So basically, you have data, and then depending on these questions, is my system operating normally, you would generate an anomaly detection. If your system is behaving abnormally, you would do condition monitoring, and if you want to know how much longer can you operate your equipment, then basically you try to develop remaining useful life estimation.
And by looking at these different aspects of predictive maintenance, then you take certain decisions to either replace your cables or you perform maintenance.
As Shishir just mentioned, the remaining useful life depends on many variables for underground power cable systems. It maybe depends on transient over-voltages, as I have just explained, something in other over-voltages that artificially generated, the operation of the asset is in the lower flow, the current, the temperature of the cable, and also the age and other intrinsic asset data. For instance, how old is the cable? What manufacturer is it? What kind of jacket type does the cable have or does it even a jacket?
So when you look to the very last on this slide, you see a whole layer of different information that is actually being used to predict the remaining useful life of a cable. Other data. You know, when lightning strikes happen, where they happen. Geographical information. How likely is it that this cable will be flooded or not? All these kinds of information flow into the model that helps you to predict how long will the cable endure before it actually fails?
So I will explain before you could also deploy your algorithms on the cloud or on a piece of hardware. So this slide basically talks about the different options that you have with respect deployment. So depending on the different types of applications, for example, if you're going to do [asset health] monitoring and predictive maintenance of your transmission towers, transmission lines, or insulators on transmission towers, or you're trying to do with vegetation management, you typically run-- or you do surveys using helicopters nowadays.
Companies are trying to explore drone technology. So basically, your drone is flying over the transmission lines, flying over the right of way and taking images of vegetation, take images of transmission towers, transmission lines, and other equipment. And particularly, once the images have been taken, images are sent to the cloud.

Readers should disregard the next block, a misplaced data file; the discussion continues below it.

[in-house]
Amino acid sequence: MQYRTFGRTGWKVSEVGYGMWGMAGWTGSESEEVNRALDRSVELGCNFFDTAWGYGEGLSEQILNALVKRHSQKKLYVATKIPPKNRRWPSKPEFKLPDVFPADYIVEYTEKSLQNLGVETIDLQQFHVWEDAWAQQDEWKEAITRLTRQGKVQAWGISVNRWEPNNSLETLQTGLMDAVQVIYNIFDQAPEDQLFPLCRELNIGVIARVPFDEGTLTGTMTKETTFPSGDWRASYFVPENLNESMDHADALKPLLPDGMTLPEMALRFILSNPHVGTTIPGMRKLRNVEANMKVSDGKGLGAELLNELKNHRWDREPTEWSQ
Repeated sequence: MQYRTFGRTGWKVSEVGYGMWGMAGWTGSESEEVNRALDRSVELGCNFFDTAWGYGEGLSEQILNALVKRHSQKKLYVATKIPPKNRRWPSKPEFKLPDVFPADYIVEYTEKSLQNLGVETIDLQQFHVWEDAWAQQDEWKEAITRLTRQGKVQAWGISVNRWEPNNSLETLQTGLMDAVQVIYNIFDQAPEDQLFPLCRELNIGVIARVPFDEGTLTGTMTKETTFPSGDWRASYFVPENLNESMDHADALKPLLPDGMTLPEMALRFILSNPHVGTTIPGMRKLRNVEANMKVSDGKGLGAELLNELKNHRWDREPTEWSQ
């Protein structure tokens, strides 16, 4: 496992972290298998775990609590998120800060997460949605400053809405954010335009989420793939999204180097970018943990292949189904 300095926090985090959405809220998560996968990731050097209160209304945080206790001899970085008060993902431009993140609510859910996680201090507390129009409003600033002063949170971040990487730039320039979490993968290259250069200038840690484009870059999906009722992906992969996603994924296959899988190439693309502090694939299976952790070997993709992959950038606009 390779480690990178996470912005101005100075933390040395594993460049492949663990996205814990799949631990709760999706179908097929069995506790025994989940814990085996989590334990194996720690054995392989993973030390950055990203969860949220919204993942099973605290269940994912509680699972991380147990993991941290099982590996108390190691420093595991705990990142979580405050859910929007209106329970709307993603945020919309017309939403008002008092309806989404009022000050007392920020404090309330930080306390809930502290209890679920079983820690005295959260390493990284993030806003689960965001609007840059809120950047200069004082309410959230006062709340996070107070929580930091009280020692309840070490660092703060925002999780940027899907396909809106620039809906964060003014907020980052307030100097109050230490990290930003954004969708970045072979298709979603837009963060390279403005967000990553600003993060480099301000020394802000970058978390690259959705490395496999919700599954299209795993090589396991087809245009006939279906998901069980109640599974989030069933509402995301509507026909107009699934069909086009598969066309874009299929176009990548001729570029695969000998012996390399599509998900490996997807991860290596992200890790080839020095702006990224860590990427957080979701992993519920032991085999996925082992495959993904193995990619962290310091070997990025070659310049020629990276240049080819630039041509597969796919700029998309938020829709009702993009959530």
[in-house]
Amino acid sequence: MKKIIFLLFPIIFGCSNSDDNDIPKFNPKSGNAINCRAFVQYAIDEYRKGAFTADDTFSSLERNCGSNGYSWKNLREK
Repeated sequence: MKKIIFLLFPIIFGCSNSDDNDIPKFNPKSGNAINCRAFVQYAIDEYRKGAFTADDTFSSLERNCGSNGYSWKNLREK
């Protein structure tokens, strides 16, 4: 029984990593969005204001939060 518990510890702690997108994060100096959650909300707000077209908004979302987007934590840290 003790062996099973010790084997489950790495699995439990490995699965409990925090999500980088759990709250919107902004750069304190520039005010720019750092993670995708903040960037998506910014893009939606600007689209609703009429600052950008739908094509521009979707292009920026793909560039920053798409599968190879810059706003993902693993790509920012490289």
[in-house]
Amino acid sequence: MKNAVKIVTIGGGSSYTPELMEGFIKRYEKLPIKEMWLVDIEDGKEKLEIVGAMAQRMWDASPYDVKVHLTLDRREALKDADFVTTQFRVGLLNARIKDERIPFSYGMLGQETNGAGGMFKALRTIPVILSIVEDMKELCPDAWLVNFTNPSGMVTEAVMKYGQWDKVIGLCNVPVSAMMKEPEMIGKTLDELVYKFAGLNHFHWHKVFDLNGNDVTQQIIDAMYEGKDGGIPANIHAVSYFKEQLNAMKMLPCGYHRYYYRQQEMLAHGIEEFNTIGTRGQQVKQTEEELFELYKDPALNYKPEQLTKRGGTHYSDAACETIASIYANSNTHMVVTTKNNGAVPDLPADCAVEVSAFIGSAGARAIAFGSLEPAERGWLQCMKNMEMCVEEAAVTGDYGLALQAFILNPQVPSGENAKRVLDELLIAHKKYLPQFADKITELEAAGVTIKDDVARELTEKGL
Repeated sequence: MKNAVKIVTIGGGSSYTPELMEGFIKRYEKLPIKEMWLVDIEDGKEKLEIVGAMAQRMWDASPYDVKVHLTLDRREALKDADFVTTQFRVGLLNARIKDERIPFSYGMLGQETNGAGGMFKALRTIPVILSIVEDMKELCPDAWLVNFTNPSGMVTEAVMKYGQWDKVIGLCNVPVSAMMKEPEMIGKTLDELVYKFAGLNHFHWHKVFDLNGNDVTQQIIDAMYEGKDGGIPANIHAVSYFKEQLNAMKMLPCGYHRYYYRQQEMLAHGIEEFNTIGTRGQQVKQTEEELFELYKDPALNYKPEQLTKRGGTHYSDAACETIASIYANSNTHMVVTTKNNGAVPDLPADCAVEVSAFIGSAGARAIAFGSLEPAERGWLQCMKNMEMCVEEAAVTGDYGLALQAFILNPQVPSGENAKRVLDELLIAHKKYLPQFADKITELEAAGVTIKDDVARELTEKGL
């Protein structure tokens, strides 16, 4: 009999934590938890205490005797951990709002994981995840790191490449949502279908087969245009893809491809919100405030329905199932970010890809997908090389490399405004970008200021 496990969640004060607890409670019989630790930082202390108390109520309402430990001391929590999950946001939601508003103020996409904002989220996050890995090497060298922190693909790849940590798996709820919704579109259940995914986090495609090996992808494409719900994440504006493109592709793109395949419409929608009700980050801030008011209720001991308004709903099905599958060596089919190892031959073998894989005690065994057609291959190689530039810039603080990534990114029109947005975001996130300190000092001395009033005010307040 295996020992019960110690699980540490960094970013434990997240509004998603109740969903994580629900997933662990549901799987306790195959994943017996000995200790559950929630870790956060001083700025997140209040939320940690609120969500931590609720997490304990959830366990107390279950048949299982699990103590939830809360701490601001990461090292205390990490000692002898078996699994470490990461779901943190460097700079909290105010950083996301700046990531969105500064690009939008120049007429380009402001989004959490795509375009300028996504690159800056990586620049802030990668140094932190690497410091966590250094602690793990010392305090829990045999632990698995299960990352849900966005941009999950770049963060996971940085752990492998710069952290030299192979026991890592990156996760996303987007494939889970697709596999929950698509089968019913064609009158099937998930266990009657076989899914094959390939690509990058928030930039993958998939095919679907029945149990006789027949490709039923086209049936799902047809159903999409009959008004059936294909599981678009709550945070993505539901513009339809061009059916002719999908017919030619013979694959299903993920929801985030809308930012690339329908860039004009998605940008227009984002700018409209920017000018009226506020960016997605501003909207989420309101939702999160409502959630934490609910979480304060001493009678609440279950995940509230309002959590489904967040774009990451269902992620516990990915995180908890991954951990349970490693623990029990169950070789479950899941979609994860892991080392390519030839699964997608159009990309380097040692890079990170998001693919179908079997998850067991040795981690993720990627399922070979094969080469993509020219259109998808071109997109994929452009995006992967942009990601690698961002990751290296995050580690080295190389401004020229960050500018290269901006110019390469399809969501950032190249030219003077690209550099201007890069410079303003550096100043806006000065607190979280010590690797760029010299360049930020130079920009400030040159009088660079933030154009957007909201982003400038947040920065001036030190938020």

When you have this MATLAB code [slash] algorithm that's running on the cloud and then giving you results from those predictive algorithms. And then you can then use the results to pick specific decisions. So depending on the type of application, you could do deployment either on the cloud or on the hardware.
So in summary, [as Steffan] have gone through a very good application of doing predictive maintenance of underground cables. So if you're planning to build similar applications for other equipment, you could take either a digital approach or a digital twin approach, or you could do both of it, depending on if you have historical data, if you have the voltage data that kind of shows what the [fault] look like, you can combine that data with simulated data and then use that data to train your predictive models.
So one important ever more here is, a lot of time's actually spent on doing preprocessing, because you might have data from multiple sources. And in the beginning, I showed you a slide that talks about different forms of data. So if you're combining test data, signal data, digital data, monitored data, text data, so it can be a huge task to actually combine all of this data in the different formats, so we can actually run them through these predictive models.
So on average, engineers might spend 50% of their time only doing preprocessing. So that becomes a very important step. The better your data, the better your predictive models, and the better your results.
So once you have the data, you want to make sure that you [clean up] the data and the data is in right format before you can actually [start] develop in predictive models. Once you have those predictive models, you can then deploy them on the cloud or on the hardware, and then you can use them for different applications.
Thank you so much for your attention. Shishir and I would be very happy to answer any possible questions that you might have for us. Thank you very much.